Graph 2

Painpoints: The cogs at the core of satisfaction

Let’s start by stating that overall satisfaction is the net result of all the positive and negative experiences a customer encountered on their customer journey. In order to build our model, we need first to understand the painpoints, by which we mean specific moments where a customer feels irritated or frustrated which reduces their overall level of satisfaction.  Painpoints comprise the complete range of causes of poor satisfaction across a customer journey. For example, within the ‘Researching Information’ touchpoint when applying for a new banking product, painpoints such as ‘Lack of help when I had a question’ or ‘Slow website load speed’ may be identified.

The beauty of key driver analyses is that importance scores are represented as percentages summing to one hundred percent. This allows us to aggregate multiple importance scores into a higher-level category. While traditional methods of key driver analysis are limited in terms of the amount of data we can throw at them, machine learning algorithms such as random forests are ideal for this more data heavy approach. In particular they are:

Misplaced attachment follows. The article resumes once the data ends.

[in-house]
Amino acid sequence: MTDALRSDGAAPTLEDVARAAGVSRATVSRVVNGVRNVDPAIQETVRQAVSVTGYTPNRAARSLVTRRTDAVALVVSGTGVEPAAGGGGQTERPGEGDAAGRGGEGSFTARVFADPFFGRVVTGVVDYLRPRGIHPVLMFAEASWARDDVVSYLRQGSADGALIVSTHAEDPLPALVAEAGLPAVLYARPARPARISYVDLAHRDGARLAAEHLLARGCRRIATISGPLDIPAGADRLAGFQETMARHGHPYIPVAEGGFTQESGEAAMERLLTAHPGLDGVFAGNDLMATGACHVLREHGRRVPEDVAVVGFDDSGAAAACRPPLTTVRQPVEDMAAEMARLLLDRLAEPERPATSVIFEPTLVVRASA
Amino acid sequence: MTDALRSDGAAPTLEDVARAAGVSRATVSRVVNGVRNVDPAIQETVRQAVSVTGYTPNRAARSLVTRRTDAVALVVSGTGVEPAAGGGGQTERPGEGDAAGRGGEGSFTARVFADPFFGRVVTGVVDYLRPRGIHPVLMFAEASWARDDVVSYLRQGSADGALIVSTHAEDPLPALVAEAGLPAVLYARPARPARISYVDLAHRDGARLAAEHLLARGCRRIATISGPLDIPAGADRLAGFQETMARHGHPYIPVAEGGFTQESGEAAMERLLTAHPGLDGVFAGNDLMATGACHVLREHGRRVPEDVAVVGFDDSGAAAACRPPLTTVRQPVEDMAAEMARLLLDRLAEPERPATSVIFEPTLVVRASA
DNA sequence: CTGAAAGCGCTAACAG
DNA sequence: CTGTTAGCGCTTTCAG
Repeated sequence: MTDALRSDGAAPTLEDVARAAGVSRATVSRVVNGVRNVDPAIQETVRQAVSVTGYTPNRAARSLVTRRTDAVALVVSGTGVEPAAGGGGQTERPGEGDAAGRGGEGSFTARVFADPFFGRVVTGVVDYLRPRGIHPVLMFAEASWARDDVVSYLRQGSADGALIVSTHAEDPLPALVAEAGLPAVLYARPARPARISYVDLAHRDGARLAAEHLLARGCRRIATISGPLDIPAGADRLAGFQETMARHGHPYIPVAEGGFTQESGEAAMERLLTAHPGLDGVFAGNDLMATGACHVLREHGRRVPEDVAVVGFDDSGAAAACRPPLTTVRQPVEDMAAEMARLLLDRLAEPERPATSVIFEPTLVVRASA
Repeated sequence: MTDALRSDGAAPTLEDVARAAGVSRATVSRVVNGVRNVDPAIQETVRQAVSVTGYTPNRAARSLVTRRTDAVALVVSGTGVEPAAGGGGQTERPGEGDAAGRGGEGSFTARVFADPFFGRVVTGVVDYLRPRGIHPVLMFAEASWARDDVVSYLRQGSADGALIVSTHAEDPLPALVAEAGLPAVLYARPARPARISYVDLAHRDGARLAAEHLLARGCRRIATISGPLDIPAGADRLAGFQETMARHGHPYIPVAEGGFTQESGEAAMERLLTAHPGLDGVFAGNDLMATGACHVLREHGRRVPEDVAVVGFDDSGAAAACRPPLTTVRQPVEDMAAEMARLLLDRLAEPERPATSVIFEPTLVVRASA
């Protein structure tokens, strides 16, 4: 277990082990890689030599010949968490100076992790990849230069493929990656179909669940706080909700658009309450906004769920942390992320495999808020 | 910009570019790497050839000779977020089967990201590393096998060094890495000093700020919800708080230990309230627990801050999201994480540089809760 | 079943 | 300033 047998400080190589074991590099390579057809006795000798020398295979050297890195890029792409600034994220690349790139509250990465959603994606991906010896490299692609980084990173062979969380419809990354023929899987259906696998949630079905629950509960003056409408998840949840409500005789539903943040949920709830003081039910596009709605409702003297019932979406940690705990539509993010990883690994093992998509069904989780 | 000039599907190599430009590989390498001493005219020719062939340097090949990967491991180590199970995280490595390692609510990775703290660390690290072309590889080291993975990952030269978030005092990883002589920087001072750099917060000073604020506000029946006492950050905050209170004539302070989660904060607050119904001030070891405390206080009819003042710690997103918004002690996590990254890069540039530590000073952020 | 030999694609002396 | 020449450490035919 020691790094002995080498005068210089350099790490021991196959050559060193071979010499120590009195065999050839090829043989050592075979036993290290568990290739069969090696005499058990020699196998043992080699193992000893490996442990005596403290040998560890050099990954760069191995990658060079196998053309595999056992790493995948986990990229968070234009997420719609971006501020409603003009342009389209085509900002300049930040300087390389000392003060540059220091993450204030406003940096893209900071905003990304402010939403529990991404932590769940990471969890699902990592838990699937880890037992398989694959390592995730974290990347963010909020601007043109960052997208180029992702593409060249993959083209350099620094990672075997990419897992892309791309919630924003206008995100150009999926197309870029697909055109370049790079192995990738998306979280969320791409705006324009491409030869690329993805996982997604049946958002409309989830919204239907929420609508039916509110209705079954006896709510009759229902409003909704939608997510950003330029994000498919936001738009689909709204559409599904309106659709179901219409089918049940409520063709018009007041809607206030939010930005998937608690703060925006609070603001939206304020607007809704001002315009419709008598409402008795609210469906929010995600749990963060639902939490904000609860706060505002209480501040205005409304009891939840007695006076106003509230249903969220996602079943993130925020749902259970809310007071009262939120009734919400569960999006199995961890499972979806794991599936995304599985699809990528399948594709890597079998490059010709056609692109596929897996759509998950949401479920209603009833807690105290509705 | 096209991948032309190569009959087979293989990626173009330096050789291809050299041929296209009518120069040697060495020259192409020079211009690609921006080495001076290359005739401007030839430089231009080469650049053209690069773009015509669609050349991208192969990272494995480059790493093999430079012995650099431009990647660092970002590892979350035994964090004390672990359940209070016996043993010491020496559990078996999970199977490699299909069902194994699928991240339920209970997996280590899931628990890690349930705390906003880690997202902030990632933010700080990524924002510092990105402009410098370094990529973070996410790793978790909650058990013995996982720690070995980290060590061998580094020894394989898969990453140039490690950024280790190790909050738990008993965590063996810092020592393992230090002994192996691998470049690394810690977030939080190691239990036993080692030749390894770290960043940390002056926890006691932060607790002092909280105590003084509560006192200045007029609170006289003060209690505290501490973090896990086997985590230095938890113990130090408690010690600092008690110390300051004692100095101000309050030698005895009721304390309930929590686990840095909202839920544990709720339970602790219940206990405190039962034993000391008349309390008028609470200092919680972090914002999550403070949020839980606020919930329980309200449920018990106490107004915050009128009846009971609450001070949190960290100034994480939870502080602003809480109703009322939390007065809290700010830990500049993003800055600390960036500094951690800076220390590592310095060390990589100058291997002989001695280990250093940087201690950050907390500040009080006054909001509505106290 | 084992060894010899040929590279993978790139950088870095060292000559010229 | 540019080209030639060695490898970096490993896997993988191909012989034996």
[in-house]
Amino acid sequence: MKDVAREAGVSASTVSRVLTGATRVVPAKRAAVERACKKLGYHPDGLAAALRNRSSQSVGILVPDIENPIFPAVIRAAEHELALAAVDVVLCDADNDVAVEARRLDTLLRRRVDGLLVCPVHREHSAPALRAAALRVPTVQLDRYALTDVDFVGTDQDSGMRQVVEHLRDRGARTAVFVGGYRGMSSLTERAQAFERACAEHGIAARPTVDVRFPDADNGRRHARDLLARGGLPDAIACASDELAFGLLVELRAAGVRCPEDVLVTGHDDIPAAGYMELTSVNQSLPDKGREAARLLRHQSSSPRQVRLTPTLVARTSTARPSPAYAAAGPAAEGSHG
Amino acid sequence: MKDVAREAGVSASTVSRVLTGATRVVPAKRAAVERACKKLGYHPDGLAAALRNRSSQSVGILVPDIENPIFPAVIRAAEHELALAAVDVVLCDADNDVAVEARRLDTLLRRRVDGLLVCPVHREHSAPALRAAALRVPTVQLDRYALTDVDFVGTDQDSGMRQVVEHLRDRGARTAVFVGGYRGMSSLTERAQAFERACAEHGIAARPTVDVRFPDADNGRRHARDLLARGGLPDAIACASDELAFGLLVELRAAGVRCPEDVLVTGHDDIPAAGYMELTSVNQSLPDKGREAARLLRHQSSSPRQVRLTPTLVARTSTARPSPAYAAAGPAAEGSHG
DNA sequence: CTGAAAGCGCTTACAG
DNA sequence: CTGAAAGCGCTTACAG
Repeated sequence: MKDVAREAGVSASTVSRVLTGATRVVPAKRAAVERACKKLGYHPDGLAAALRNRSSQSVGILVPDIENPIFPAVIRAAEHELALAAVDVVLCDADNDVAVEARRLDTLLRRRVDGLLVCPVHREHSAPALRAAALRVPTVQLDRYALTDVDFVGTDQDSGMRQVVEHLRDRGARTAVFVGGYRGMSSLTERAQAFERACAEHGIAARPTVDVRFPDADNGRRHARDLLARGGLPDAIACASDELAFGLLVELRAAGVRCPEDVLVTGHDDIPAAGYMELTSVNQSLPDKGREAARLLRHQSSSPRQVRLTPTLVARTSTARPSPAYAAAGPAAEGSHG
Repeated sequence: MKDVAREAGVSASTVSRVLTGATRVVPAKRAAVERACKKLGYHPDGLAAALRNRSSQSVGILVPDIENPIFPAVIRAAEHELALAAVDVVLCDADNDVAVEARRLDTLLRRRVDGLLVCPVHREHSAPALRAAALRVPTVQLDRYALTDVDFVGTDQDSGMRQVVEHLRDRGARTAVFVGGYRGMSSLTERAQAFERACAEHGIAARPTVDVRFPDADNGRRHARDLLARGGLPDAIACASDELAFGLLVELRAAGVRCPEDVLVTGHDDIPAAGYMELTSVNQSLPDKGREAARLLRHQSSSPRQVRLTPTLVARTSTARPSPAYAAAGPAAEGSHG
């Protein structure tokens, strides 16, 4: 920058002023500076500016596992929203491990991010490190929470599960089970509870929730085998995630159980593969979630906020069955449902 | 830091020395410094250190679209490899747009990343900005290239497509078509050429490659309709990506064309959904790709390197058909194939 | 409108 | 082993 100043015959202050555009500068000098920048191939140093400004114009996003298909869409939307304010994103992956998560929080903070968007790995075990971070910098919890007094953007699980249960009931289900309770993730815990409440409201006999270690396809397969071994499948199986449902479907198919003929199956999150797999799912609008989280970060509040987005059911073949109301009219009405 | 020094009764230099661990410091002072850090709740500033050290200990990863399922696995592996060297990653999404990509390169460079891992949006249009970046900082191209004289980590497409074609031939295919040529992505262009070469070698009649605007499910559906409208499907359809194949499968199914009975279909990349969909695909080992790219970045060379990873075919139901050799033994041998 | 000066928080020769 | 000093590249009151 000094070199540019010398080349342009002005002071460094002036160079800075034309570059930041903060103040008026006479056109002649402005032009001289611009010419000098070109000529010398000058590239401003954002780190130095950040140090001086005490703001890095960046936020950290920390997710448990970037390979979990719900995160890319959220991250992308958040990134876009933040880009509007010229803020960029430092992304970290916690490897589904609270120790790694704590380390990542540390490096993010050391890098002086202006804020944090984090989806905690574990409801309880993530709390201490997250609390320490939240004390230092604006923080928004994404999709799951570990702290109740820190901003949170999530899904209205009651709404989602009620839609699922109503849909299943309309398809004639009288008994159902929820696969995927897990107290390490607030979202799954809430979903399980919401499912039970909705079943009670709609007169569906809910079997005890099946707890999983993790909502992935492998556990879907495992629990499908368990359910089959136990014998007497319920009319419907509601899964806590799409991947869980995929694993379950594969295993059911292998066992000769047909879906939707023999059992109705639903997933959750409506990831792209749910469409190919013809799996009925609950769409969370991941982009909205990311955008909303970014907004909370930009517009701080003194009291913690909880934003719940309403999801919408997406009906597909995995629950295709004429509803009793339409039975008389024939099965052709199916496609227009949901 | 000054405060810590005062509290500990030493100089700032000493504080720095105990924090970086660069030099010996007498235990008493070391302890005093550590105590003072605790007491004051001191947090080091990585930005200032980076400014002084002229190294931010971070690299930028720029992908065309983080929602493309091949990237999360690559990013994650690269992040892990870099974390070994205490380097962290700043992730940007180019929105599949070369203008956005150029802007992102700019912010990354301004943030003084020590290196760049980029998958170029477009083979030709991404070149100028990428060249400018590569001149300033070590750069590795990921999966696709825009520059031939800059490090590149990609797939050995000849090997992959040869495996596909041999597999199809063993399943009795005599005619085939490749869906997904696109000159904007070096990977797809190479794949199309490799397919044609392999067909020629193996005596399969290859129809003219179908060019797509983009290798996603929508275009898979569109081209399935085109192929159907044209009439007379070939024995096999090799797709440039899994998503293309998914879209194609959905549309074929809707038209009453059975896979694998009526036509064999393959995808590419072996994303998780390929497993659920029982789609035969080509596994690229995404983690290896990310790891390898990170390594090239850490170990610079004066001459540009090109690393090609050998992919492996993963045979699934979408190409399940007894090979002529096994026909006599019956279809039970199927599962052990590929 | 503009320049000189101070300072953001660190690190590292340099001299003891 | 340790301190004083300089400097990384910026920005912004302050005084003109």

• scalable both in terms of the number of customers and input variables
  • computationally fast and efficient to run
  • more accurate than traditional key driver analysis
  • not impacted by highly correlated input variables (a core requirement of key driver analysis)